Verse > Sir Thomas Wyatt > Poetical Works
Sir Thomas Wyatt (1503–42).  The Poetical Works.  1880.
The Lover’s sorrowful State maketh him write sorrowful Songs, but such his Love may change the same
  MARVEL no more although
The songs, I sing, do moan;
For other life than woe,
I never proved none.
  And in my heart also        5
Is graven with letters deep,
A thousand sighs and mo,
A flood of tears to weep.
  How may a man in smart
Find matter to rejoice?        10
How may a mourning heart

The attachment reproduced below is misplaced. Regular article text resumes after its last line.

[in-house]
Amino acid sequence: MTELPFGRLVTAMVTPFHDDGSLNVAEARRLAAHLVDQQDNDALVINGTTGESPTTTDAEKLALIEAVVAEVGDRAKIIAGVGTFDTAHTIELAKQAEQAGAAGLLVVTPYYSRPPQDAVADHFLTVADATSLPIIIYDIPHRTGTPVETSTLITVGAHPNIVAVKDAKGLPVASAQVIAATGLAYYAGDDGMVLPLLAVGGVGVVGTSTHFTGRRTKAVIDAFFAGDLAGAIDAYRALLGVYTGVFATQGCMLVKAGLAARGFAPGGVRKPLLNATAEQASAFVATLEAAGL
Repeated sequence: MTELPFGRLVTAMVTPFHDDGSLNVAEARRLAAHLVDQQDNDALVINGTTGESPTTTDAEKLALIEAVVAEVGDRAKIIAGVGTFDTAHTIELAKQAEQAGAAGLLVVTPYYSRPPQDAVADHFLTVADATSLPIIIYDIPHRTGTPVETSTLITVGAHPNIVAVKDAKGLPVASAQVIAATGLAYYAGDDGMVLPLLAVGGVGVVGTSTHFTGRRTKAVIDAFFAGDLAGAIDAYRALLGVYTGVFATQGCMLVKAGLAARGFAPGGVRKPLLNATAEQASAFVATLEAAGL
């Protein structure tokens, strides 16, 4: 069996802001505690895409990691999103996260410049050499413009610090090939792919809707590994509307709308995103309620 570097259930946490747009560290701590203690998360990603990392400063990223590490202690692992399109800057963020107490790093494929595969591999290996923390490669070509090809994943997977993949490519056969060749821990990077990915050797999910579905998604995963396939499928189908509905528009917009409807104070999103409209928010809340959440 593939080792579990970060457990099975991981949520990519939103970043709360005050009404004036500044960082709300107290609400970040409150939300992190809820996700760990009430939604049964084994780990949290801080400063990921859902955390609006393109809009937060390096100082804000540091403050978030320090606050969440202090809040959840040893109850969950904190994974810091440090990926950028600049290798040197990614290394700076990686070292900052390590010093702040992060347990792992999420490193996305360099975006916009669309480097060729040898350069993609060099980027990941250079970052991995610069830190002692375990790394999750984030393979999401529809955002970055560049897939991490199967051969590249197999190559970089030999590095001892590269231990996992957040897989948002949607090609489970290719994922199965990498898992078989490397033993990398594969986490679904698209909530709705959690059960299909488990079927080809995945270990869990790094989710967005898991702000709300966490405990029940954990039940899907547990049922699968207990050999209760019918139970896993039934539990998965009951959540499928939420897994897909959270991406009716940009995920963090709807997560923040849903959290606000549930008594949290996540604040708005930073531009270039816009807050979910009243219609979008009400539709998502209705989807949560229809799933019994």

Set forth a pleasant voice?
  Play, who so can, that part,
Needs must in me appear
How fortune overthwart        15
Doth cause my mourning cheer.
  Perdie there is no man,
If he saw never sight,
That perfectly tell can
The nature of the light.        20
  Alas, how should I than,
That never taste but sour,
But do as I began,
Continually to lour.
  But yet perchance some chance        25
May chance to change my tune,
And when such chance doth chance,
Then shall I thank fortune.
  And if I have such chance,
Perchance ere it be long,        30
For such a pleasant chance,
To sing some pleasant song.

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